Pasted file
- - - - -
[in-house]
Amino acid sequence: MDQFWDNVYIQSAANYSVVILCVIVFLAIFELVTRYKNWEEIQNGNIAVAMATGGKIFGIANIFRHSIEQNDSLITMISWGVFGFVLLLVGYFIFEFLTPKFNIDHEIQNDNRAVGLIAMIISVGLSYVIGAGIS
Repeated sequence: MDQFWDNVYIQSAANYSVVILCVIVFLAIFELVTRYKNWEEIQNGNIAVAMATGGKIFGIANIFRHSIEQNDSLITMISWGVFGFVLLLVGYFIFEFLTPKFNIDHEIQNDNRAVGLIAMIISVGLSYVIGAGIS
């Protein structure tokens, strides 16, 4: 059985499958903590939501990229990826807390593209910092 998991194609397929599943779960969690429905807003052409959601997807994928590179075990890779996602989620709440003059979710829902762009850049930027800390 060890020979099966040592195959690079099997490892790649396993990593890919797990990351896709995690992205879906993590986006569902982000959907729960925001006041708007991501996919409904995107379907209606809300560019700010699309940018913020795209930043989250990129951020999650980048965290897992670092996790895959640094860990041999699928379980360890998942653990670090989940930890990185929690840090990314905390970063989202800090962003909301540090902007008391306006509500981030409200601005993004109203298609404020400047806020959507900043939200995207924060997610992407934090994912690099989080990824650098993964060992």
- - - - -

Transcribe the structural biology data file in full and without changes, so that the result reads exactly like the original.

[in-house]
Amino acid sequence: MDQFWDNVYIQSAANYSVVILCVIVFLAIFELVTRYKNWEEIQNGNIAVAMATGGKIFGIANIFRHSIEQNDSLITMISWGVFGFVLLLVGYFIFEFLTPKFNIDHEIQNDNRAVGLIAMIISVGLSYVIGAGIS
Repeated sequence: MDQFWDNVYIQSAANYSVVILCVIVFLAIFELVTRYKNWEEIQNGNIAVAMATGGKIFGIANIFRHSIEQNDSLITMISWGVFGFVLLLVGYFIFEFLTPKFNIDHEIQNDNRAVGLIAMIISVGLSYVIGAGIS
């Protein structure tokens, strides 16, 4: 059985499958903590939501990229990826807390593209910092 998991194609397929599943779960969690429905807003052409959601997807994928590179075990890779996602989620709440003059979710829902762009850049930027800390 060890020979099966040592195959690079099997490892790649396993990593890919797990990351896709995690992205879906993590986006569902982000959907729960925001006041708007991501996919409904995107379907209606809300560019700010699309940018913020795209930043989250990129951020999650980048965290897992670092996790895959640094860990041999699928379980360890998942653990670090989940930890990185929690840090990314905390970063989202800090962003909301540090902007008391306006509500981030409200601005993004109203298609404020400047806020959507900043939200995207924060997610992407934090994912690099989080990824650098993964060992």